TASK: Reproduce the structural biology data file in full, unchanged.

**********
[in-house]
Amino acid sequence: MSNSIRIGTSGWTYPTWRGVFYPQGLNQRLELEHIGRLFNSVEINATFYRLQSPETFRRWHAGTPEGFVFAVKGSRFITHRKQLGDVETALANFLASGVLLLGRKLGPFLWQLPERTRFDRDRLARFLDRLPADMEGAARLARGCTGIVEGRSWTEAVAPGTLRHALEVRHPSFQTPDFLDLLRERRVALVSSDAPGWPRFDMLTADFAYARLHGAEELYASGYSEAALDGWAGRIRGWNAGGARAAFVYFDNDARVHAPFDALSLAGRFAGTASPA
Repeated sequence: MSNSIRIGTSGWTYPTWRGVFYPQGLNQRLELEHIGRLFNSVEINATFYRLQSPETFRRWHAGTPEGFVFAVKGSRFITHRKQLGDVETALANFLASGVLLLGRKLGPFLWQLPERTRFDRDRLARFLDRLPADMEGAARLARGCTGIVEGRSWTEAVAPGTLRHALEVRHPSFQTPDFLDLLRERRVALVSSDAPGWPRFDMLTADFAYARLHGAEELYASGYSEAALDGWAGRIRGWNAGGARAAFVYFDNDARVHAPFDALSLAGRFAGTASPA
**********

[in-house]
Amino acid sequence: MSNSIRIGTSGWTYPTWRGVFYPQGLNQRLELEHIGRLFNSVEINATFYRLQSPETFRRWHAGTPEGFVFAVKGSRFITHRKQLGDVETALANFLASGVLLLGRKLGPFLWQLPERTRFDRDRLARFLDRLPADMEGAARLARGCTGIVEGRSWTEAVAPGTLRHALEVRHPSFQTPDFLDLLRERRVALVSSDAPGWPRFDMLTADFAYARLHGAEELYASGYSEAALDGWAGRIRGWNAGGARAAFVYFDNDARVHAPFDALSLAGRFAGTASPA
Repeated sequence: MSNSIRIGTSGWTYPTWRGVFYPQGLNQRLELEHIGRLFNSVEINATFYRLQSPETFRRWHAGTPEGFVFAVKGSRFITHRKQLGDVETALANFLASGVLLLGRKLGPFLWQLPERTRFDRDRLARFLDRLPADMEGAARLARGCTGIVEGRSWTEAVAPGTLRHALEVRHPSFQTPDFLDLLRERRVALVSSDAPGWPRFDMLTADFAYARLHGAEELYASGYSEAALDGWAGRIRGWNAGGARAAFVYFDNDARVHAPFDALSLAGRFAGTASPA